Hundreds of thousands of supermarkets, hotel chains, hospitals and charities will be able to switch their water supplier from April next year in the biggest shake-up to the industry since its privatisation in 1989.
If granted a licence, larger businesses could even become players in the market, selling water to themselves in an effort to simplify administration and cut costs.
Companies and other entities in England and Wales interested in providing water services will be able to apply for a licence to start selling water from this month. After submitting an online application form and paying a fee of £5,250, successful applicants should able to begin trading in April 2017.
For example, a business in Yorkshire will be able to choose London’s Thames Water as their supplier, or a supermarket chain that operates all over the country could decide to have one water supplier for all their stores rather than many — thus having one bill rather than dozens.
Ofwat, the regulator, said businesses should benefit from lower bills and improved service as a result of the increased competition, as well as greater convenience and administrative savings.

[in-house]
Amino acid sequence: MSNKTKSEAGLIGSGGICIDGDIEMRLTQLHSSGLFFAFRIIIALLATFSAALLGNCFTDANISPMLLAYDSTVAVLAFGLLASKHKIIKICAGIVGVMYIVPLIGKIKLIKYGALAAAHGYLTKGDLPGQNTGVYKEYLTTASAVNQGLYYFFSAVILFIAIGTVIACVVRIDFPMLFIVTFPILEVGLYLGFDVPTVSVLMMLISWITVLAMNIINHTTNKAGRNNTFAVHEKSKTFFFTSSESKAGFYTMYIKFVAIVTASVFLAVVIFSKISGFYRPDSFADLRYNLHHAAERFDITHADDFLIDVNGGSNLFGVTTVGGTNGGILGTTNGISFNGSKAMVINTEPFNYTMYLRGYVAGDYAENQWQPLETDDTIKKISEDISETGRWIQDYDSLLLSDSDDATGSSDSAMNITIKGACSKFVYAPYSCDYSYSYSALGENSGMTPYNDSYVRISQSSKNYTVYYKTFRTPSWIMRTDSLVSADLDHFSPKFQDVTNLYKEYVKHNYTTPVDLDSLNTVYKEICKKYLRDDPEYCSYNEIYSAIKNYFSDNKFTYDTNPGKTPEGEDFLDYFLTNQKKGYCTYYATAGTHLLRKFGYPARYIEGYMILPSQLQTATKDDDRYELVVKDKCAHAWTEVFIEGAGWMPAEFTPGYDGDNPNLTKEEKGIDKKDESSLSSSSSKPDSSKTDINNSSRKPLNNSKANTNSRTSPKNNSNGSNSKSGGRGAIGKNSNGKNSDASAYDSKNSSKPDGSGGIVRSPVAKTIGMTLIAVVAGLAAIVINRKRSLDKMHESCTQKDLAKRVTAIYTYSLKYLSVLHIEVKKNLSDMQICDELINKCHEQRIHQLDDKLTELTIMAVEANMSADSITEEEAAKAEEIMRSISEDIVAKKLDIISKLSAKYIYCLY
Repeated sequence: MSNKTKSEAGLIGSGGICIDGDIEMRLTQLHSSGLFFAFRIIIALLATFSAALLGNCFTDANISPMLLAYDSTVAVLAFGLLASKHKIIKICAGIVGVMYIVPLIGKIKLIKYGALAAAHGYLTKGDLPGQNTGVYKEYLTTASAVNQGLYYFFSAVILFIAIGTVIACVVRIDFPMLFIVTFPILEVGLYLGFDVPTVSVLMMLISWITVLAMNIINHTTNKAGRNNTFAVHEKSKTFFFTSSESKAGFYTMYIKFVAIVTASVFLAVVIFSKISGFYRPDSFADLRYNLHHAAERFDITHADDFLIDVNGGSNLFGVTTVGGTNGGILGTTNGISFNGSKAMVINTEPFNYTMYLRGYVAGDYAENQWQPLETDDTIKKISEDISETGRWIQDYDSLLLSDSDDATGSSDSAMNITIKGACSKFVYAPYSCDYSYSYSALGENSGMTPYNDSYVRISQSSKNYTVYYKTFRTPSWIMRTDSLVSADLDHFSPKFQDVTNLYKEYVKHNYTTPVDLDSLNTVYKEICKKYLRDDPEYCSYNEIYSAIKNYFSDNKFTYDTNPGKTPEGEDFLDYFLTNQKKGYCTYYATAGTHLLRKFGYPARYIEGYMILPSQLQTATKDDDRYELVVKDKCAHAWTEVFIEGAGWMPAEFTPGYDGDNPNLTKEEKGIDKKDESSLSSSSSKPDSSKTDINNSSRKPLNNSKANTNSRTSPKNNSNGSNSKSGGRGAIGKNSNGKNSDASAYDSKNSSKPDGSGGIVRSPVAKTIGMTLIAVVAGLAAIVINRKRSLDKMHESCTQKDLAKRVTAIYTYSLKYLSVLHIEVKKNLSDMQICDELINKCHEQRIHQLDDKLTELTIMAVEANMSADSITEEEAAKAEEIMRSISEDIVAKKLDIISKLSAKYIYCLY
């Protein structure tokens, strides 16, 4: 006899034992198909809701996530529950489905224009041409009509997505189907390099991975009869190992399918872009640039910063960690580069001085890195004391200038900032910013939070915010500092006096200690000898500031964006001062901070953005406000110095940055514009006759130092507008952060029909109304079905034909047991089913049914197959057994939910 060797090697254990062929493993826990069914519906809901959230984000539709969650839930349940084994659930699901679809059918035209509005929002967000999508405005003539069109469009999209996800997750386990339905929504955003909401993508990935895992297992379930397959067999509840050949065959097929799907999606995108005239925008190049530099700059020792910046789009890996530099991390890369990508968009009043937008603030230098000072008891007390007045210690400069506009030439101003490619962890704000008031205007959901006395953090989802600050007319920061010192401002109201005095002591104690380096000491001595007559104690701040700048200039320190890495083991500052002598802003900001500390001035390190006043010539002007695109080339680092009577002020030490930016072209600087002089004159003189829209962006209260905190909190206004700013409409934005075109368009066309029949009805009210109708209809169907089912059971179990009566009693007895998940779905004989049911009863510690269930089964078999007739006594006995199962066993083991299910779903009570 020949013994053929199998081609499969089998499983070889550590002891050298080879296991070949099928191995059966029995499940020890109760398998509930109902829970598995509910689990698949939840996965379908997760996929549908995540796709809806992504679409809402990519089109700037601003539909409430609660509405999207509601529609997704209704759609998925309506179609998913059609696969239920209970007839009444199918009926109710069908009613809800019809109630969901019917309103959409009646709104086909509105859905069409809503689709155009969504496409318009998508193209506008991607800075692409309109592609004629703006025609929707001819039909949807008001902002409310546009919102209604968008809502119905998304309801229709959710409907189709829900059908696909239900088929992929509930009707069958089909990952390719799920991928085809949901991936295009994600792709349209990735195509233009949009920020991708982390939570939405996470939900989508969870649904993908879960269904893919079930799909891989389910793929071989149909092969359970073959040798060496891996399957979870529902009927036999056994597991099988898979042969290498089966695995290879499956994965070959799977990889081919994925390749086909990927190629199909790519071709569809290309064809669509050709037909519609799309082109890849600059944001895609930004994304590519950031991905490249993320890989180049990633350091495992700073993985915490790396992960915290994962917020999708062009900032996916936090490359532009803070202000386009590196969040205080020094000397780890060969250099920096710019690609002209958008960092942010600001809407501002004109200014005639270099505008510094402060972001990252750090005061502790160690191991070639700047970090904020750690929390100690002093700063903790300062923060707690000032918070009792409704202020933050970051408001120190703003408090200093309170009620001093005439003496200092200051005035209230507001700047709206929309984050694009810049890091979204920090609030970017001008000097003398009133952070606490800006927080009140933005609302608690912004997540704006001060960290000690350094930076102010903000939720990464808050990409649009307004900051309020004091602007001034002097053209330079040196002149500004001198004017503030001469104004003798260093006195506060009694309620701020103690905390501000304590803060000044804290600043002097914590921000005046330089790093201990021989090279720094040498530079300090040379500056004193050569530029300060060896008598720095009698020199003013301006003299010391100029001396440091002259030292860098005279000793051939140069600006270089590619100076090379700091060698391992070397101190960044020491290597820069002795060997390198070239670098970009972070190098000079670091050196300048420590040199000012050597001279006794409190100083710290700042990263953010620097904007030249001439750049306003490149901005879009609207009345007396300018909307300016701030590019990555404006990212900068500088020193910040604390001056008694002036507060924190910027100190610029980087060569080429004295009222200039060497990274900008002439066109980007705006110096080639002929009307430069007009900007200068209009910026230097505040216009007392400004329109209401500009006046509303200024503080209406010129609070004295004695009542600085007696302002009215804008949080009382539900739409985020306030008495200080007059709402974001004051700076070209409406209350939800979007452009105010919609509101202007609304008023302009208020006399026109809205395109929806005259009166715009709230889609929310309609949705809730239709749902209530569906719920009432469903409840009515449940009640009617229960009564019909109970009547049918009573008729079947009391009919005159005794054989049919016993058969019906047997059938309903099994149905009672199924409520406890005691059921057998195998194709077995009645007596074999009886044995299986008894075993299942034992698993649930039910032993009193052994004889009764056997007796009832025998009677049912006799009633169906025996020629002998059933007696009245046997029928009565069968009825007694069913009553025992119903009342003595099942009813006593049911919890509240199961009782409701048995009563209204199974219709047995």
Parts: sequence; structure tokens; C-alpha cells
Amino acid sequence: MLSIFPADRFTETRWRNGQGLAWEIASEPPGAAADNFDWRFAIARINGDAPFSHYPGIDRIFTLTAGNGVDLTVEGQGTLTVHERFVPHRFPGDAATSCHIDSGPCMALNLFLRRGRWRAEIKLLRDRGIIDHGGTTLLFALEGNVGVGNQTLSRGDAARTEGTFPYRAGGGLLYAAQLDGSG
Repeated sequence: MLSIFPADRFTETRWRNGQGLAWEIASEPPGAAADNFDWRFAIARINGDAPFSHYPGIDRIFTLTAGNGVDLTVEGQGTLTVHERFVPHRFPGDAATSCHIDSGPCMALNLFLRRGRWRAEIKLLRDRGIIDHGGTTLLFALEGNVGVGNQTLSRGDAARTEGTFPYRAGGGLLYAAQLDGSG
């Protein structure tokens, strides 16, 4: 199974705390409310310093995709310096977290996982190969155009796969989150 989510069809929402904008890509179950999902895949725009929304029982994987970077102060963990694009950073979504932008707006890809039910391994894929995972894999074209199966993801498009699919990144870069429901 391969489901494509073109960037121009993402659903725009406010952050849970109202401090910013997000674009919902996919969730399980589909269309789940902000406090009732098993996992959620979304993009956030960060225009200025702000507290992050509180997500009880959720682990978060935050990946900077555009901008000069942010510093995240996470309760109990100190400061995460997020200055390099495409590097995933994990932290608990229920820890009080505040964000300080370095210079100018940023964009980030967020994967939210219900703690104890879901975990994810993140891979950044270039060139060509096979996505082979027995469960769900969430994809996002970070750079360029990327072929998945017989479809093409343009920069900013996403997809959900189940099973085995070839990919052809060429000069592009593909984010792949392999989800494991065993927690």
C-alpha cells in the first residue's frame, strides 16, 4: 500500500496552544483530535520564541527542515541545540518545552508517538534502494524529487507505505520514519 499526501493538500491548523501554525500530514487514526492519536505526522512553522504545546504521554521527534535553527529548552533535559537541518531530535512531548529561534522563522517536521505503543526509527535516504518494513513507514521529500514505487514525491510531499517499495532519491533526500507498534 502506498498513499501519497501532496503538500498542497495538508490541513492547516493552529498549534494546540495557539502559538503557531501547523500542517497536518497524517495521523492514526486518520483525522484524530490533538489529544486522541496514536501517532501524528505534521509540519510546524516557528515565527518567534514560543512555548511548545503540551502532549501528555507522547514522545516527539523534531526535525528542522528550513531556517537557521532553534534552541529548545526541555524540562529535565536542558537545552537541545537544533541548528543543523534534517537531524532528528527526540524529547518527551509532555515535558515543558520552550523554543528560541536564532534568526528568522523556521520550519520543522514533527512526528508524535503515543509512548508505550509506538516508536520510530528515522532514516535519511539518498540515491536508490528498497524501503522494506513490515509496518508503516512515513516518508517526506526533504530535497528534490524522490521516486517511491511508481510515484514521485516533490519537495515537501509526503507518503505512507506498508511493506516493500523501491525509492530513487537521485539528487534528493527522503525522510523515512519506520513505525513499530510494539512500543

Cathryn Ross, chief executive of Ofwat, said: “There is a lot of work still to do as we develop the largest competitive water retail market in the world. But opening Ofwat’s application process for retailers to apply for licences is a really significant and exciting step towards creating a successful market.”
The service has already been introduced for businesses in England that use more than five megalitres (5m litres) of water per year. But the new rules will enable an estimated 1.2m more businesses, charities and public sector organisations to shop around, the regulator said.
The industry is also consulting on whether to open the consumer market to competition, with a decision due by the summer.